The other day at work I was chatting with a co-worker about the importance of the “man butt.” If this sounds a bit off, it is; but when you’re in an office with someone for 40 hours a week, the things you talk about are far from normal. After this highly intellectual conversation, I felt this topic deserved a little more attention. No, this entire article is not about having a nice bottom, but health in general. With summer in the air, the pressure to look good is on. No longer can we hide behind a locked door with only Netflix and pizza rolls for company. It is time to hit the beach and get social.
For the majority of us, guys and girls alike, having a nice back side takes some maintenance. For the 1 percent of the population who are inherently blessed with a perfect butt, congrats. As we get older, the need to exercise and eat healthy is real. The general attitude is that this applies more to girls than guys--wrong! Gentlemen, we do notice when you don’t take care of yourself. Only dads should have dad bods. Just because you’re a guy does not mean you can eat fast food whenever you please! Going to the gym is a start, but there are other important aspects of health and wellness to take into account.
The thought, “If I go to the gym, I am healthy,” resonates with many men. Although this is partially true, there is a general lack of knowledge among men on the “big picture” with regards to personal health. We do not completely blame you for this and here is why. From a young age, girls are trained that looks matter. As much as society denies it, women are constantly judged based on their outward appearance. It’s easier for a guy to leave his house looking like a bum, than it is for a girl to go out in public wearing sweatpants. We are drilled with the behaviors and practices we must follow in order to keep up a healthy appearance. From grazing on kale to becoming a “yogi,” wellness is now considered a trend among women. Now, I certainly do not condone the excessive amount of pressure this places on women, but recognizing these standards does help to explain the different perspectives on health between genders.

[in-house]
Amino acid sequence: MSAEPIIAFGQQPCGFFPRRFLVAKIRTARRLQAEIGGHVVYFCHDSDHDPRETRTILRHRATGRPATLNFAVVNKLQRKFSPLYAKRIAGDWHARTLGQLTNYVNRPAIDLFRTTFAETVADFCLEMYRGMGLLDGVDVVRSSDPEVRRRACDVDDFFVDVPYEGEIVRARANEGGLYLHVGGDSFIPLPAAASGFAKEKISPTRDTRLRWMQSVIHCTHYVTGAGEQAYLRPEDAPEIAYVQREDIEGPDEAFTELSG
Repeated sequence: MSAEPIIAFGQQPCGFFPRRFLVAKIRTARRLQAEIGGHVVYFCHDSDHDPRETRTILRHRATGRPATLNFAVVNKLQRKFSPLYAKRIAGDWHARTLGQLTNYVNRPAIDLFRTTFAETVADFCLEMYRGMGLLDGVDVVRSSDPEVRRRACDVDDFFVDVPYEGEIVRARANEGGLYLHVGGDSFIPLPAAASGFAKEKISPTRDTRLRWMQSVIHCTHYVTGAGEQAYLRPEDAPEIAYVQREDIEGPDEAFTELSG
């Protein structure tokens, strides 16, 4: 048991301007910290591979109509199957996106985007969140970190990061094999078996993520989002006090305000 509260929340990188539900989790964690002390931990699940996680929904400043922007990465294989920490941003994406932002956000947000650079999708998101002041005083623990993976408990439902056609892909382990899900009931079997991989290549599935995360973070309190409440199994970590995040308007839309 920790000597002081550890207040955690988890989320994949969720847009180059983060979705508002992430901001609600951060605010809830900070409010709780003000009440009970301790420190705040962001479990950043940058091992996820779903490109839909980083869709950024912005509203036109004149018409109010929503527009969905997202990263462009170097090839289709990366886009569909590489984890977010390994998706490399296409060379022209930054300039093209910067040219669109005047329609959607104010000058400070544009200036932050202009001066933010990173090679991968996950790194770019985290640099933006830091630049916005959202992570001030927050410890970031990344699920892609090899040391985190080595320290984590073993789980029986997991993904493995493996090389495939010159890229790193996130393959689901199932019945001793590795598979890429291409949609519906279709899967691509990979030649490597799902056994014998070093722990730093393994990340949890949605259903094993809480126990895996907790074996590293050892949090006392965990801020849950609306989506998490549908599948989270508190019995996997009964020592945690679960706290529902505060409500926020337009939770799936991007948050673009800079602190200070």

Other than lifting weights and hitting the treadmill, remember the other habits that keep us healthy:
1. Eat colorful food. Fruits and veggies are super important and the tomato sauce on that slice of pizza does not count. In reality, most of us probably do not eat as much as we should. Sometimes it is easy to forget to add them to your daily diet, especially with how busy we are. Not a fan? Throw them in a smoothie. Anything blended usually tastes good, as long as there are a variety of flavors.
2. Drink more water. Stay hydrated with 8 glasses a day! Drinking water energizes you and prevents midday food cravings.
3. Mind your face. In the summer this is essential. An oily, broken-out face is not attractive. Exfoliate, cleanse and moisturize. You will look 10 times better.
4. Increase your lean protein. Yes, we all enjoy a good steak, but eating lean meat like chicken and fish is an even better form of protein. Enjoying red meat in moderation is fine, but adding more white protein to your diet will benefit you in the long run.
5. Practice yoga. Or any other low-impact exercise. Not only are these types of exercise great for improving your core strength and flexibility, they also improve your mental well-being. Even if you practice once a week, it is a nice change of pace from your daily cardio routine. Yoga pants not required.
6. Try Tea. Trading coffee for tea is a great idea, even if it’s just a few days a week. Not only does tea have antioxidants and great health benefits, but it also contains caffeine. That is a win-win.
You have probably heard all of these before, but it is always good to be reminded of the small things that we can do to improve our everyday wellness. Gender is not an excuse to neglect certain aspects of our health. As we continue to get older, our bodies need more care and attention. It is too easy to say, “I’ll start tomorrow.” If you keep saying it, and get too comfortable with the notion of holding off, “tomorrow” may never come. Commit to this now and I promise you will thank yourself in the future.